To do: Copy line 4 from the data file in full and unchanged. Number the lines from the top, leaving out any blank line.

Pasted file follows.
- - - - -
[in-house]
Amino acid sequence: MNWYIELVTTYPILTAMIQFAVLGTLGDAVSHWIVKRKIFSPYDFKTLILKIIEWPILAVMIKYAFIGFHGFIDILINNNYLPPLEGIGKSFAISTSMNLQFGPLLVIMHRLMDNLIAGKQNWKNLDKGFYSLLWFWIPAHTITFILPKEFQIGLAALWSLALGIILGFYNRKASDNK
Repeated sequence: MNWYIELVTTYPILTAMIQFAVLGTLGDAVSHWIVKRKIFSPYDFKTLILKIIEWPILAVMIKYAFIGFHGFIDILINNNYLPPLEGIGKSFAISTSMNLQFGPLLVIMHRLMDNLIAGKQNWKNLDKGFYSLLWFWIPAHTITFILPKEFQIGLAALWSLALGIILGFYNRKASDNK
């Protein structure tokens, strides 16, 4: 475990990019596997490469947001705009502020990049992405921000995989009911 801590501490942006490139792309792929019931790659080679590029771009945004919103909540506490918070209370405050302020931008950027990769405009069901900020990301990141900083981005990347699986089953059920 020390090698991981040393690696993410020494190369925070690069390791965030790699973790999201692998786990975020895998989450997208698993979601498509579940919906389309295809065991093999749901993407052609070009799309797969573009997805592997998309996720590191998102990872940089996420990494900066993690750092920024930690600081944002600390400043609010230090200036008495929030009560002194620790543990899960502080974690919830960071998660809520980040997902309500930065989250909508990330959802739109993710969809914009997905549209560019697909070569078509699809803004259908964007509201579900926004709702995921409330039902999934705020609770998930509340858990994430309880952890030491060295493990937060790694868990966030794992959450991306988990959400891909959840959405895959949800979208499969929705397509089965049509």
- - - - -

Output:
């Protein structure tokens, strides 16, 4: 475990990019596997490469947001705009502020990049992405921000995989009911 801590501490942006490139792309792929019931790659080679590029771009945004919103909540506490918070209370405050302020931008950027990769405009069901900020990301990141900083981005990347699986089953059920 020390090698991981040393690696993410020494190369925070690069390791965030790699973790999201692998786990975020895998989450997208698993979601498509579940919906389309295809065991093999749901993407052609070009799309797969573009997805592997998309996720590191998102990872940089996420990494900066993690750092920024930690600081944002600390400043609010230090200036008495929030009560002194620790543990899960502080974690919830960071998660809520980040997902309500930065989250909508990330959802739109993710969809914009997905549209560019697909070569078509699809803004259908964007509201579900926004709702995921409330039902999934705020609770998930509340858990994430309880952890030491060295493990937060790694868990966030794992959450991306988990959400891909959840959405895959949800979208499969929705397509089965049509």